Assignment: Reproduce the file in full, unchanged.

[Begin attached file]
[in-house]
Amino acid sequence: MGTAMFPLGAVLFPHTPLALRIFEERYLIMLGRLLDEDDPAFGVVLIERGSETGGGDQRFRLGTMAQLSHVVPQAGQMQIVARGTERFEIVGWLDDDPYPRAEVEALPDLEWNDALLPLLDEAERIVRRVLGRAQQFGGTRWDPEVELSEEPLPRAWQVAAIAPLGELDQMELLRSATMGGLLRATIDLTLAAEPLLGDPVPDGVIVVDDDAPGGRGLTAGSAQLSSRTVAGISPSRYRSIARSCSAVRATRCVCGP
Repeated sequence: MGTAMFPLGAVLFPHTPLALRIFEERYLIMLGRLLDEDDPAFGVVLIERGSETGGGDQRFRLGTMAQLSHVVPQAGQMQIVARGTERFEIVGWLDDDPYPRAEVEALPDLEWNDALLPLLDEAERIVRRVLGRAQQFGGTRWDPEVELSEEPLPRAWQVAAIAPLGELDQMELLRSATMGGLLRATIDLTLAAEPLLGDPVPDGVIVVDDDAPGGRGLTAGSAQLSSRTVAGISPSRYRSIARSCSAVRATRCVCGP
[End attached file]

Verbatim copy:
[in-house]
Amino acid sequence: MGTAMFPLGAVLFPHTPLALRIFEERYLIMLGRLLDEDDPAFGVVLIERGSETGGGDQRFRLGTMAQLSHVVPQAGQMQIVARGTERFEIVGWLDDDPYPRAEVEALPDLEWNDALLPLLDEAERIVRRVLGRAQQFGGTRWDPEVELSEEPLPRAWQVAAIAPLGELDQMELLRSATMGGLLRATIDLTLAAEPLLGDPVPDGVIVVDDDAPGGRGLTAGSAQLSSRTVAGISPSRYRSIARSCSAVRATRCVCGP
Repeated sequence: MGTAMFPLGAVLFPHTPLALRIFEERYLIMLGRLLDEDDPAFGVVLIERGSETGGGDQRFRLGTMAQLSHVVPQAGQMQIVARGTERFEIVGWLDDDPYPRAEVEALPDLEWNDALLPLLDEAERIVRRVLGRAQQFGGTRWDPEVELSEEPLPRAWQVAAIAPLGELDQMELLRSATMGGLLRATIDLTLAAEPLLGDPVPDGVIVVDDDAPGGRGLTAGSAQLSSRTVAGISPSRYRSIARSCSAVRATRCVCGP